From: <HIDDEN>
Newsgroups: comp.soft-sys.matlab
Subject: Re: System of nonlinear equations: no convergence to a root using fsolve
Date: Fri, 8 Jul 2011 17:33:49 +0000 (UTC)
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"Romain " <> wrote in message <iv7cr9$aqv$>...
> F(1)=x(1)^2+x(2)^2+x(3)^2-EXO_SIGMA1SQ;
> F(2)=x(4)^2+x(5)^2+x(6)^2-EXO_SIGMA2SQ;
> F(3)=x(7)^2+x(8)^2-EXO_SIGMA3SQ;
> F(4)=x(1)*x(4)+x(2)*x(5)+x(3)*x(6)-EXO_SIGMA12;
> F(5)=x(2)*x(7)+x(3)*x(8)-EXO_SIGMA13;
> F(6)=x(5)*x(7)+x(6)*x(8)-EXO_SIGMA23;
> F(7)=x(2)*EXO_K1+x(5)*EXO_K2+x(7);
> F(8)=x(3)*EXO_K1+x(6)*EXO_K2+x(8);
> The EXO variables are constants whose values are known by the program when it runs the algorithm, and the actual variables to value are the x(.).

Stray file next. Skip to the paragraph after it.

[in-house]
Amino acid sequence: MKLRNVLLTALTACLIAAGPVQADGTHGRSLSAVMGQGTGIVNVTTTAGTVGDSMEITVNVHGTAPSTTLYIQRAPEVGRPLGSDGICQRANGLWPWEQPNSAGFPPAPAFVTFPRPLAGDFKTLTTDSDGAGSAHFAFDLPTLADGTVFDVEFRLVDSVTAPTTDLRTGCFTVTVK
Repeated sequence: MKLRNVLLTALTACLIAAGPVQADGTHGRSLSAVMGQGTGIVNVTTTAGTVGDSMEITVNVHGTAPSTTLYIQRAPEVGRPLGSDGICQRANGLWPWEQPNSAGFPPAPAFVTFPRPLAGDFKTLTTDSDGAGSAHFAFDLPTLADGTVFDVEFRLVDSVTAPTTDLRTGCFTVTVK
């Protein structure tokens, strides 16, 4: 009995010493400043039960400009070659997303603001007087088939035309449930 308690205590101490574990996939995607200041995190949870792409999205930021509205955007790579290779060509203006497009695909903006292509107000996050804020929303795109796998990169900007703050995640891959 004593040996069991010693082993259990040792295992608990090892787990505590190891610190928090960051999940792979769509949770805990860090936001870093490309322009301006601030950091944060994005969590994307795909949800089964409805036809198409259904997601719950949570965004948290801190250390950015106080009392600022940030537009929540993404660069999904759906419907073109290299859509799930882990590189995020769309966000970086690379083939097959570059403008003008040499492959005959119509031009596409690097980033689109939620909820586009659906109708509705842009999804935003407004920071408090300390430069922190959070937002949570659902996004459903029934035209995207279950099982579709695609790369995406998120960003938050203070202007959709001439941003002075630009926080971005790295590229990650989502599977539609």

> I am a bit surprised since the system is rather small, and since I previously obtained convergence very easily with a very similar system. According to my thesis supervisor, the system should admit a solution.

Well, it's pretty clear that the system can fail to have a solution. Your very first equation, for example, requires that


and similarly with your 2nd and third equation. If that's not satisifed, then right away you know a solution does not exist.

If that's not the problem, your first 3 equations provide a clue to where a solution lies, if it does exist. The first equation implies, for example, that

abs(x(i))   <=   sqrt(F(1)+EXO_SIGMA1SQ)

for i=1,2,3. The 2nd and 3rd equations  provide similar bounds/ranges for the 
other x(i). 

To search for the global minimum, one thing you could try is to coarsely discretize the above ranges for x(i), into e.g.  5 bins. Then you could do an exhaustive search  over all combinations of those values to see which most nearly solves the equation. That would at least give you some idea where to initialize.